Millions of Americans suffer from sleeping difficulties that keep them from attaining the recommended 7 to 9 hours of sleep each night. In fact, things have gotten so bad, the federal government has identified insufficient sleep as a public health epidemic.
This growing problem has led to a boom in demand for prescription sleep drugs, which offer sedation effects that make it easier to fall and stay asleep. That said, new research suggests that many of these medications may not be much more effective than ordinary sugar pills.
The Placebo Effect
The majority of sleeping pills owe much of their benefits to placebo effects, according to a collaborative study conducted by researchers from the University of Connecticut, Harvard University and the University of Lincoln in the U.K.
After analyzing clinical trials that studied Sonata, Lunesta and Ambien; researchers concluded that, although the drugs did offer more benefits than placebos, the effects were small. In fact, they found that sleeping pills hastened sleep by only 20 minutes when compared to placebo pills.
Ultimately, the researchers say this study should be a factor in determining whether or not prescription sleep aids are worth the risk when it comes to treating insomnia. Experts warn that the potential for addiction and side-effects may warrant alternative treatments, such as cognitive therapy, which often proves more effective in the long-term.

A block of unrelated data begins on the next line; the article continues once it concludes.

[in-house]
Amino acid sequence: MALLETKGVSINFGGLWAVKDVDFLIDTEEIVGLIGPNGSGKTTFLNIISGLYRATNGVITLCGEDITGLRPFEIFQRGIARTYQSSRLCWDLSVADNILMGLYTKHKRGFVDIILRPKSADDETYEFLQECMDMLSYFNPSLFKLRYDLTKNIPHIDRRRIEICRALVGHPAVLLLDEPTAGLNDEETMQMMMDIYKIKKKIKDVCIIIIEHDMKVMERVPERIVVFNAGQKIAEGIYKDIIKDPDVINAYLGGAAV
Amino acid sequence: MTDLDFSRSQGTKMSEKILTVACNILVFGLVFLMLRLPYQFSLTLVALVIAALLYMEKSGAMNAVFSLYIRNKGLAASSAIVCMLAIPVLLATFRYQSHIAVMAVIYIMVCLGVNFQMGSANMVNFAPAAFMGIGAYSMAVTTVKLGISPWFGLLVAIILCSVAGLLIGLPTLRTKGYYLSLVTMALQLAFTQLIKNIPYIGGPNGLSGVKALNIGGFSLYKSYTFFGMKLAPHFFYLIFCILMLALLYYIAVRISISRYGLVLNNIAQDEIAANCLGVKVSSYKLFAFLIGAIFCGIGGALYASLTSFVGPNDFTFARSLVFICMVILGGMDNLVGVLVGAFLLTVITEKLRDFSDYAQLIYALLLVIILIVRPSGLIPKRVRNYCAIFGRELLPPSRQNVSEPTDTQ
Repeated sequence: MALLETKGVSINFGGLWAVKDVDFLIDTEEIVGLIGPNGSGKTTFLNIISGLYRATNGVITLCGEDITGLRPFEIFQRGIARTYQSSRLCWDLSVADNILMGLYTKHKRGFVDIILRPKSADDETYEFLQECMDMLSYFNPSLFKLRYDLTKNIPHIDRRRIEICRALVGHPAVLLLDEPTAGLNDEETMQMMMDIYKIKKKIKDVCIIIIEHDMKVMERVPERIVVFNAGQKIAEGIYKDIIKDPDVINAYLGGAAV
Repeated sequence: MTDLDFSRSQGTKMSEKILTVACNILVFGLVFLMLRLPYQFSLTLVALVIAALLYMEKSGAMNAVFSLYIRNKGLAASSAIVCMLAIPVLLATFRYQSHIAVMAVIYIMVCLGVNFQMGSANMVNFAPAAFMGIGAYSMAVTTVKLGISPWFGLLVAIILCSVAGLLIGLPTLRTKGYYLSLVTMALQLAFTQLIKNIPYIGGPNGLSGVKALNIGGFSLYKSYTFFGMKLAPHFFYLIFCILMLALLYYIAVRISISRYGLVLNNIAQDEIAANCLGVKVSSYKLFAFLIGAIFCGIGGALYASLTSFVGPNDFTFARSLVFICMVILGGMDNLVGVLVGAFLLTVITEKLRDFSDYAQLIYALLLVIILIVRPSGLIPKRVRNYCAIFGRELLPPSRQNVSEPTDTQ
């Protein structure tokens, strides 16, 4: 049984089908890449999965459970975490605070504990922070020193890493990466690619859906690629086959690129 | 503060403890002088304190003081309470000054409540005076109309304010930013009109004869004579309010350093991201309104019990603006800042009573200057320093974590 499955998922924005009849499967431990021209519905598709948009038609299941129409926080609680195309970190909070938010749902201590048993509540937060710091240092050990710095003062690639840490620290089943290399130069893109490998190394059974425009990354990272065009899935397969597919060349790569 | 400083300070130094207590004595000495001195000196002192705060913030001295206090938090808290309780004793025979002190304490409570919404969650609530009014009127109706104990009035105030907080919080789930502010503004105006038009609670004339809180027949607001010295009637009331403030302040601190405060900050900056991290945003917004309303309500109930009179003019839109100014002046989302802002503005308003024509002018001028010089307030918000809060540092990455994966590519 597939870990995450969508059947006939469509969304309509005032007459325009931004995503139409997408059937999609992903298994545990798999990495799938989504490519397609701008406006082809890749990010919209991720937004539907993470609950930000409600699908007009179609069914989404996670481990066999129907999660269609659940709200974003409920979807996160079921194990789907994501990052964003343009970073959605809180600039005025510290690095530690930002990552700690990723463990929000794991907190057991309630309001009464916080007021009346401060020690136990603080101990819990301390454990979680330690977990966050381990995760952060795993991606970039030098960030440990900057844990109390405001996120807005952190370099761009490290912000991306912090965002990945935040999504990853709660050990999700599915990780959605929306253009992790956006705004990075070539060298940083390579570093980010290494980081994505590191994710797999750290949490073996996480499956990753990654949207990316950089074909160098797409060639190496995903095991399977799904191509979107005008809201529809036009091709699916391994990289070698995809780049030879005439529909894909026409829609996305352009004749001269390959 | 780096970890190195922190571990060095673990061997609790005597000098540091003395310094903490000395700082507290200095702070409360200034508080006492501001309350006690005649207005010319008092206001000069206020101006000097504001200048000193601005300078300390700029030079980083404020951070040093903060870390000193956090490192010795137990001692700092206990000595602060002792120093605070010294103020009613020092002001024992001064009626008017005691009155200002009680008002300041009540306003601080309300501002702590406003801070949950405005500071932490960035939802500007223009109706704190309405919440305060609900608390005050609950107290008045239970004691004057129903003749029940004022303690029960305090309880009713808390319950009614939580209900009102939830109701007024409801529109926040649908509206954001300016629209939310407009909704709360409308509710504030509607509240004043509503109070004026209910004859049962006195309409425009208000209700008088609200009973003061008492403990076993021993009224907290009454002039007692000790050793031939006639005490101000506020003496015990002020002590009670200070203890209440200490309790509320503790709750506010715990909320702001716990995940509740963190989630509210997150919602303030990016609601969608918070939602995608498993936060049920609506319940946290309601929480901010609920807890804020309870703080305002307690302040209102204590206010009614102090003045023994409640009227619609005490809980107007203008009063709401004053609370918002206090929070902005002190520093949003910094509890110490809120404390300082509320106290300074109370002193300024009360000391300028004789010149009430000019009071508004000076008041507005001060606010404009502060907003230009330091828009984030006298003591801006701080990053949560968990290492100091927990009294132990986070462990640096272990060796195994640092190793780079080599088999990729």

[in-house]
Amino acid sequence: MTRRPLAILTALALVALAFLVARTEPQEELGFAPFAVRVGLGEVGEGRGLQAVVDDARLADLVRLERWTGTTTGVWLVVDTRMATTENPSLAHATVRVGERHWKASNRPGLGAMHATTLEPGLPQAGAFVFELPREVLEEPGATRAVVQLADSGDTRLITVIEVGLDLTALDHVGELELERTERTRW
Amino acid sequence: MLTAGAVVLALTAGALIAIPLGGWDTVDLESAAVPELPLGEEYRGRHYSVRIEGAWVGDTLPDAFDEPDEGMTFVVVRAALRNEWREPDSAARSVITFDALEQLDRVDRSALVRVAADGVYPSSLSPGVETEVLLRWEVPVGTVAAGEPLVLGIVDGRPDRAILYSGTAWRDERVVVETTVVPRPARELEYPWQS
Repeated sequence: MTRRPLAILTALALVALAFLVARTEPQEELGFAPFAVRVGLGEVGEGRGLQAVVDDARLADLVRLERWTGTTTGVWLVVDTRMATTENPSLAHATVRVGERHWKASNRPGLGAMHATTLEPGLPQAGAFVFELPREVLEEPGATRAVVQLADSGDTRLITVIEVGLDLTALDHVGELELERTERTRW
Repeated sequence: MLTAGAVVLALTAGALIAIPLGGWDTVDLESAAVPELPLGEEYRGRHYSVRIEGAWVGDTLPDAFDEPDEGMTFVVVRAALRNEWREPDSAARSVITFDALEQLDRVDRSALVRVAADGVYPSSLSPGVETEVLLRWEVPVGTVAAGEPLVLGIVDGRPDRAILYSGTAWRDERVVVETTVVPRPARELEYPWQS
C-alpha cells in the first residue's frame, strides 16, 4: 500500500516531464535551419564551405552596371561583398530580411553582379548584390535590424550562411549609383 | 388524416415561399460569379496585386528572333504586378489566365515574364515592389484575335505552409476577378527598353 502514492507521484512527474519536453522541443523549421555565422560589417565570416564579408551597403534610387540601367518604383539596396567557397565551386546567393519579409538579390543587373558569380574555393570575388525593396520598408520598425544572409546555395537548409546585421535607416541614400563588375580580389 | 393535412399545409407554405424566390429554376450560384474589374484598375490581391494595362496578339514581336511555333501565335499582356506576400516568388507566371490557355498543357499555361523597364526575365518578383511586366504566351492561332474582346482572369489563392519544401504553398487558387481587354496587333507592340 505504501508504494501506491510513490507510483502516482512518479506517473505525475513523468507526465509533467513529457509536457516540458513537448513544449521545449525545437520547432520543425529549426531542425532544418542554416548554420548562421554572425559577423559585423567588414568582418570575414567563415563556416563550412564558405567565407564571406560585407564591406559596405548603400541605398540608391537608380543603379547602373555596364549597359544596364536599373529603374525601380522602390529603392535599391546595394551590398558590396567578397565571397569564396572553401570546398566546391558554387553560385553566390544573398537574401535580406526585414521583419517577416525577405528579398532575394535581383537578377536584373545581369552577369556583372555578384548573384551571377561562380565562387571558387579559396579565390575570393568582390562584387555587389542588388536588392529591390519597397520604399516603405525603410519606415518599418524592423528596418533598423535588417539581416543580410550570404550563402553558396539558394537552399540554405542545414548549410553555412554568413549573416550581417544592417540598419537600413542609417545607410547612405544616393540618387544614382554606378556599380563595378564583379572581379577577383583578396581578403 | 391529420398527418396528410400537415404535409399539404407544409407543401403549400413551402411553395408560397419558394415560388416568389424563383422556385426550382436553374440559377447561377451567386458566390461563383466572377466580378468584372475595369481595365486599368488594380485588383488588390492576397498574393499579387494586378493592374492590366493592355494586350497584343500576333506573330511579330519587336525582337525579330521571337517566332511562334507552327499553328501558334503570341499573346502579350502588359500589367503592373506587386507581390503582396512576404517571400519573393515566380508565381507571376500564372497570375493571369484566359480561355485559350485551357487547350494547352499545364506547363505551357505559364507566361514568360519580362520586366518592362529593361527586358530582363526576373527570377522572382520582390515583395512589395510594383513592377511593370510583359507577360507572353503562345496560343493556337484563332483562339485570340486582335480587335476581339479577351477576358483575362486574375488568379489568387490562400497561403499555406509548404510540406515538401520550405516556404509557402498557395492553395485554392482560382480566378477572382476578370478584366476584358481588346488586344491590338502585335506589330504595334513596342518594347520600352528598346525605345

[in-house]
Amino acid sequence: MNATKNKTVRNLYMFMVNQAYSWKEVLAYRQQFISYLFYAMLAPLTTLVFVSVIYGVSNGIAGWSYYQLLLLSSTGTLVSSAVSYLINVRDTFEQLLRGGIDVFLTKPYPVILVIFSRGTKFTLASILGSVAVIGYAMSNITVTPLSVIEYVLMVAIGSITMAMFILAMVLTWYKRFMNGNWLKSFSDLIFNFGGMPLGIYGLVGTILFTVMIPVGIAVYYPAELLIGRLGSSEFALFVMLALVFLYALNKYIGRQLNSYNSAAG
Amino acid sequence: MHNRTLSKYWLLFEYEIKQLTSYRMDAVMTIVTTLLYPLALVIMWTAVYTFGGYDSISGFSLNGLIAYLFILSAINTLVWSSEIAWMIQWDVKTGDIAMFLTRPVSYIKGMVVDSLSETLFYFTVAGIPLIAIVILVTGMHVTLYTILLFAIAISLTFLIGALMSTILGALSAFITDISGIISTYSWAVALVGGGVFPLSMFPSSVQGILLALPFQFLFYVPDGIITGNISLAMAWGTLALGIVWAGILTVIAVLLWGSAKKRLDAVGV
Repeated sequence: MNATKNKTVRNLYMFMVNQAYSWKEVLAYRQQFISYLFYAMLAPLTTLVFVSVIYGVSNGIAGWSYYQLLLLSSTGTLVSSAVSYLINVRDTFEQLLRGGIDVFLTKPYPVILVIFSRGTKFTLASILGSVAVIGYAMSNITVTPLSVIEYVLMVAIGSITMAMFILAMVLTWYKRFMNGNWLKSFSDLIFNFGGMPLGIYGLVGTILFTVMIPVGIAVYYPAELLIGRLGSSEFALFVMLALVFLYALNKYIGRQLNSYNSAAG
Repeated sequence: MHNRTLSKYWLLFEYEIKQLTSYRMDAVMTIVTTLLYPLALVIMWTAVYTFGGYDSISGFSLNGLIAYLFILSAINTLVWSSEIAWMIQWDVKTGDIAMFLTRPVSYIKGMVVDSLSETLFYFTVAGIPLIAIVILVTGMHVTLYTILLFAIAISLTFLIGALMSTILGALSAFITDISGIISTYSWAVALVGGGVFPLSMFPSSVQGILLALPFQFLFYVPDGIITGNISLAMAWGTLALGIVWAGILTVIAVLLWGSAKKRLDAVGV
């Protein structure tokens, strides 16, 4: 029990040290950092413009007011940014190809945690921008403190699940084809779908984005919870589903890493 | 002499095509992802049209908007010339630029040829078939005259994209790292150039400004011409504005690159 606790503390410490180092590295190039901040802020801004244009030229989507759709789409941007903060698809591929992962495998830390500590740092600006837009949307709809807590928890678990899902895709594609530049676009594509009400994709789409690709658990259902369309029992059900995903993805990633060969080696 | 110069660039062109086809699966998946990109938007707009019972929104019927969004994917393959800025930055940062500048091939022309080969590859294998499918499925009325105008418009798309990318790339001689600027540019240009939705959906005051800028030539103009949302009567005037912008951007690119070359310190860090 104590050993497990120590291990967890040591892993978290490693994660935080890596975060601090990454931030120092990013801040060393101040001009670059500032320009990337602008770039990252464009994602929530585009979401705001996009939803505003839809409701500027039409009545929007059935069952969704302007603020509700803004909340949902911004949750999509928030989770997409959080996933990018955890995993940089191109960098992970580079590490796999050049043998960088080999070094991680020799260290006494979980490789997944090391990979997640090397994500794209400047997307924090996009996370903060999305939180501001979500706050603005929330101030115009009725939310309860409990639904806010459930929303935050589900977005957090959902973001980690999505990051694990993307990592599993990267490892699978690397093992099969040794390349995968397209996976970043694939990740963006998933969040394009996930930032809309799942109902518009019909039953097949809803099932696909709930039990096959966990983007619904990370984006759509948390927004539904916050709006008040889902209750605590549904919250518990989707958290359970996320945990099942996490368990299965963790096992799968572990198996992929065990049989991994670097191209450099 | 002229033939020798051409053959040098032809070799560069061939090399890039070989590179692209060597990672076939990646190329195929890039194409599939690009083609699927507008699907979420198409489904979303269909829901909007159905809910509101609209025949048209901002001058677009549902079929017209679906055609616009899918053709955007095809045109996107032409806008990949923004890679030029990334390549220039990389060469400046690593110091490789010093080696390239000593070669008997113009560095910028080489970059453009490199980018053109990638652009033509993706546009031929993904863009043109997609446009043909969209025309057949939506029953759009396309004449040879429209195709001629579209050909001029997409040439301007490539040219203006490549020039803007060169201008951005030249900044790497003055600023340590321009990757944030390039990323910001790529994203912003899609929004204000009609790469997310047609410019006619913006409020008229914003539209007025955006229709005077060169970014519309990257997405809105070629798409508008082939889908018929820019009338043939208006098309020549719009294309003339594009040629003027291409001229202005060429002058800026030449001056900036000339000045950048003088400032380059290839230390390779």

What it Means for Sleep Apneics
Ultimately, neither sleep aids nor cognitive therapy are able to cure obstructive sleep apnea. Because this dangerous disorder causes breathing disruptions, it promotes sleep disturbances that lead to frequent waking. Your body tries to wake you so that you resume breathing. If you take sleep aids, your body will have a harder time rousing you, and you can slowly suffocate yourself. Sleep aids do nothing to correct the airway obstruction that happens in obstructive sleep apnea.
If you suffer from OSA, you need a treatment that will stop the breathing problems that keep you awake at night. A sleep apnea oral appliance can do just that by adjusting the jaw to promote clear, unobstructed breathing.